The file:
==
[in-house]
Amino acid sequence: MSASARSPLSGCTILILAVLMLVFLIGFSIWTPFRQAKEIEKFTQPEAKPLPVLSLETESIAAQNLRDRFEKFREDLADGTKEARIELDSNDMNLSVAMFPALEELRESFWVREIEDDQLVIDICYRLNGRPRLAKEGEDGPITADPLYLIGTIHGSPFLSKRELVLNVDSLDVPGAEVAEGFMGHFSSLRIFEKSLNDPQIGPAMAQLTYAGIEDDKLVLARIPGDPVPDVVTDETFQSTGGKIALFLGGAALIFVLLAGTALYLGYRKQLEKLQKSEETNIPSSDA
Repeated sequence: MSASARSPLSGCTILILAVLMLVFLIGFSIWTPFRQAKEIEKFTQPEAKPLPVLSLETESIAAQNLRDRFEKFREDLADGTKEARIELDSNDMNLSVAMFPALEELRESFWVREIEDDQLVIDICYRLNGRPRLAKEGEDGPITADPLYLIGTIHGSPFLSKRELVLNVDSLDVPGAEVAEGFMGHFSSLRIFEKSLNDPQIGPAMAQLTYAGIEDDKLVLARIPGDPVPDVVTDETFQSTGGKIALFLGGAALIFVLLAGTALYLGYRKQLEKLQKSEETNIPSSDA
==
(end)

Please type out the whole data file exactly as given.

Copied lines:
[in-house]
Amino acid sequence: MSASARSPLSGCTILILAVLMLVFLIGFSIWTPFRQAKEIEKFTQPEAKPLPVLSLETESIAAQNLRDRFEKFREDLADGTKEARIELDSNDMNLSVAMFPALEELRESFWVREIEDDQLVIDICYRLNGRPRLAKEGEDGPITADPLYLIGTIHGSPFLSKRELVLNVDSLDVPGAEVAEGFMGHFSSLRIFEKSLNDPQIGPAMAQLTYAGIEDDKLVLARIPGDPVPDVVTDETFQSTGGKIALFLGGAALIFVLLAGTALYLGYRKQLEKLQKSEETNIPSSDA
Repeated sequence: MSASARSPLSGCTILILAVLMLVFLIGFSIWTPFRQAKEIEKFTQPEAKPLPVLSLETESIAAQNLRDRFEKFREDLADGTKEARIELDSNDMNLSVAMFPALEELRESFWVREIEDDQLVIDICYRLNGRPRLAKEGEDGPITADPLYLIGTIHGSPFLSKRELVLNVDSLDVPGAEVAEGFMGHFSSLRIFEKSLNDPQIGPAMAQLTYAGIEDDKLVLARIPGDPVPDVVTDETFQSTGGKIALFLGGAALIFVLLAGTALYLGYRKQLEKLQKSEETNIPSSDA